It’s The Little Things In Life


By Mary Stanley
Public Relations / Marketing Coordinator

So, here we are in the middle of summer—halfway through another year. While we could bemoan how quickly time is passing, it’s more exciting to think about how far we have come in a short amount of time. Less than a year ago, masks were mandated in all public places and gatherings were reduced to small intimate groups. Talk of a vaccine was just that—talk. But, by January, vaccinations were available and the first shots were being administered. The demand for these vaccines—the key to freedom, independence, and peace of mind for many people—was extremely high. Websites crashed as users flocked to get appointments. And now, just four months later, vaccines are as plentiful as strawberries in June. With so many people in the state now vaccinated, mask mandates have been relaxed to the point that vaccinated people no longer have to wear them in the grocery stores and other public places. Concerts have resumed; people are traveling again—life is beginning to return to normal—or pretty close to normal.

And people are ecstatic about this progress—which makes me ponder: was this pandemic some kind of divine intervention intended to remind us to slow down, to appreciate the small things in life—like going to eat at a restaurant or visiting with family and friends, or hugging the people we love?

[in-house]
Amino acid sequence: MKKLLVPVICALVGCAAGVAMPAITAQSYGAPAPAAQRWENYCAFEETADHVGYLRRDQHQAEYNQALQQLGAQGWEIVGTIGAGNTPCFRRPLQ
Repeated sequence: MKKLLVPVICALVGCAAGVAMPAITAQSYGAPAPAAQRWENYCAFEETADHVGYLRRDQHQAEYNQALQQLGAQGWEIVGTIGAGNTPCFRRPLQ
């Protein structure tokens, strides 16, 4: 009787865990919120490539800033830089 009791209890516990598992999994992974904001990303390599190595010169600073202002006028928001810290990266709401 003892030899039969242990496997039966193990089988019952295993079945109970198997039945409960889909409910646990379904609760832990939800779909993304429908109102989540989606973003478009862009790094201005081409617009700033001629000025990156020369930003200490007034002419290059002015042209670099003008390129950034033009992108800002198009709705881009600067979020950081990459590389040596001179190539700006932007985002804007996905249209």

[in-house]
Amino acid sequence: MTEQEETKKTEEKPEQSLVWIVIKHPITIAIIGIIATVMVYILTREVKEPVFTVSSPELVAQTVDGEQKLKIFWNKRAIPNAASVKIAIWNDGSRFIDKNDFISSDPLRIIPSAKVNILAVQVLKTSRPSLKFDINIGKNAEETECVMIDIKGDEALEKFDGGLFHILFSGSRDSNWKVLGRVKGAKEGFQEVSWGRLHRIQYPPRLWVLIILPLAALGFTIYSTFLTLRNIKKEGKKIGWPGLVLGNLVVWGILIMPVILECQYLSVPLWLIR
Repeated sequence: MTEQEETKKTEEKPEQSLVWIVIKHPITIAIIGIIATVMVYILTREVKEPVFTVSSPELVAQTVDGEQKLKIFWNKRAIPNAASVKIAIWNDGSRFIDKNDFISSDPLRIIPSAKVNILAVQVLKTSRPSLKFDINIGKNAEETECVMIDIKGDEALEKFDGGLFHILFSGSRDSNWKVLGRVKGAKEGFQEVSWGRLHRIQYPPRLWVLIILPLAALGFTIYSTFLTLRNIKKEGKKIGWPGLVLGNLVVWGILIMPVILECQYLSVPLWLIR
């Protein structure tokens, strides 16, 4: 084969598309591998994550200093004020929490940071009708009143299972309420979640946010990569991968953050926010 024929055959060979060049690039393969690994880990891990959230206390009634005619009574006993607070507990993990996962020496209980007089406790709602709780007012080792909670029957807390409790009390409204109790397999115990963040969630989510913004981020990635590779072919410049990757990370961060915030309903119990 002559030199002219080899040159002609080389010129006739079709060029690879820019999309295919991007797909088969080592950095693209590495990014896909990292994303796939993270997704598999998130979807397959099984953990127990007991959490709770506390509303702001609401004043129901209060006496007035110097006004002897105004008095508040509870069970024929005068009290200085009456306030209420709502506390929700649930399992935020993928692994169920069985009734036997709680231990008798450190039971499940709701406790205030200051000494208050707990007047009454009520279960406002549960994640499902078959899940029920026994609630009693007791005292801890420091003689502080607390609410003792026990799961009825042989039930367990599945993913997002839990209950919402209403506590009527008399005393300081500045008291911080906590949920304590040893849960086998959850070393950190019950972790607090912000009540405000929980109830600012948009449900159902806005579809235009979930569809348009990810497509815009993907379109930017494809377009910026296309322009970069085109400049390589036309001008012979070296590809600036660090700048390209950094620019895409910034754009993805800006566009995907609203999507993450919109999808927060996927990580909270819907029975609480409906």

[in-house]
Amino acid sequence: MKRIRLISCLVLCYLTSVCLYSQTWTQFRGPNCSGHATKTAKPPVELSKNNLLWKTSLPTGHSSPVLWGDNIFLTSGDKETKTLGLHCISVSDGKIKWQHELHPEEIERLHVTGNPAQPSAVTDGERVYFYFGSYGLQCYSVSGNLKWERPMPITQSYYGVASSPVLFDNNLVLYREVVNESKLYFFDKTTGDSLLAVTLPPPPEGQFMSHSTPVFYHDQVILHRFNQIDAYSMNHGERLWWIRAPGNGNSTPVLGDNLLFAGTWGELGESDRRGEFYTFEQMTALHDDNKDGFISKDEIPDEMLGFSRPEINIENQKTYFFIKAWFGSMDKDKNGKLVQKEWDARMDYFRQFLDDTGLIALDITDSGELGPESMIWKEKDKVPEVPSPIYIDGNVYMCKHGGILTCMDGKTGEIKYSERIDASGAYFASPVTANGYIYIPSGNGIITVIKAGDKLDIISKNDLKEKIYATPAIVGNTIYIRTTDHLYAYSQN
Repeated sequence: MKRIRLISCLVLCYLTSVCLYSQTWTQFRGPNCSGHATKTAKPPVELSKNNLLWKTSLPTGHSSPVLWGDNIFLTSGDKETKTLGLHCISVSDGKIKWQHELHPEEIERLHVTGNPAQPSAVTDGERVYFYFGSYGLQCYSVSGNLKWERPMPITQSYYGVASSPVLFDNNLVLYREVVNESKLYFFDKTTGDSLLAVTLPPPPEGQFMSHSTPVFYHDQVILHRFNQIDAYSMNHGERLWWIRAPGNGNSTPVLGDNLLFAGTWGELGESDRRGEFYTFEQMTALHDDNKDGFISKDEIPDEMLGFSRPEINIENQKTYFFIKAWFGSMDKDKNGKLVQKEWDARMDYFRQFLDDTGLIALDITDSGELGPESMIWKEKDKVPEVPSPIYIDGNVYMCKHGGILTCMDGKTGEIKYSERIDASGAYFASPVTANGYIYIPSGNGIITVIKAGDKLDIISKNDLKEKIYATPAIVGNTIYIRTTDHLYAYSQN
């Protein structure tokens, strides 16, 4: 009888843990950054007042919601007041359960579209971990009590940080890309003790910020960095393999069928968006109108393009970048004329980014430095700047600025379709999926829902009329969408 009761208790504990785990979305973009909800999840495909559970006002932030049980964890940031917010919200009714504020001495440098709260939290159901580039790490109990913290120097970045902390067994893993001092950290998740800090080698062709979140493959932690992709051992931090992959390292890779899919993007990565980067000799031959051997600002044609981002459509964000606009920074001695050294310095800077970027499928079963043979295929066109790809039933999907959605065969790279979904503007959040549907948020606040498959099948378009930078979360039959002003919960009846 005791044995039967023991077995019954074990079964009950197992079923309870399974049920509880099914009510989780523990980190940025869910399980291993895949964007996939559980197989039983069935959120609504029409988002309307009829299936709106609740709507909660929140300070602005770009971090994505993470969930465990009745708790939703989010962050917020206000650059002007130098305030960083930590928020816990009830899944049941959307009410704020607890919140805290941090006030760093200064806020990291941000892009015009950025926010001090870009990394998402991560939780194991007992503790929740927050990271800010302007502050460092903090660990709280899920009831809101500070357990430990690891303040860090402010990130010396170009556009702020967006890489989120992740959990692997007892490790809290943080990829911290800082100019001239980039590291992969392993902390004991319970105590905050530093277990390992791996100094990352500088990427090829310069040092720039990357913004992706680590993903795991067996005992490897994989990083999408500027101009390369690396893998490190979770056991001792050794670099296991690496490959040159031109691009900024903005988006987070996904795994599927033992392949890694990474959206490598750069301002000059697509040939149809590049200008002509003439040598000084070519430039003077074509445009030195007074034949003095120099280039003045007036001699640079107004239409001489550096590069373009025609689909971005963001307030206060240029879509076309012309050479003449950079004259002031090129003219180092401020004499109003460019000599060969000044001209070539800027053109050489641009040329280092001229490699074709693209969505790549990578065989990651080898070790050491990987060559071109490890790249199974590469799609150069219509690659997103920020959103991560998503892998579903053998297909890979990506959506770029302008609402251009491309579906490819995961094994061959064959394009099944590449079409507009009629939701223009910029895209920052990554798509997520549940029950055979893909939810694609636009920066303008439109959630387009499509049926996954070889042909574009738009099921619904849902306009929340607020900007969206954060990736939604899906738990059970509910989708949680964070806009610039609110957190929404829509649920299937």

While congregate care settings like New England Village must continue with mask requirements, we are happy to be able to lift other restrictions and return to life as it was prior to 2020. At the end of June, for the first time since 2019, we welcomed 150 people to our campus to celebrate the kick off of our two-year strategic plan. Not only did this event bring back memories of the days before the pandemic when these gatherings were the norm and not the exception, it gave us hope for the future. We now look eagerly toward September when we will once again hold our annual Family Day event. Yes, things will be a bit different this year—we may have to cancel if there is rain; and masks are still required, but that should not detract from the wonderful experience of gathering together with family and friends to celebrate. And after nearly two years of being apart, this year’s Family Day is sure to feel so much sweeter and be appreciated on a much higher level. I guess Joni Mitchell was right when she sang, “don’t it always seem to go that you don’t know what you got ’til it’s gone.” May we never take for granted again the gathering of friends and family, and, of course, good health.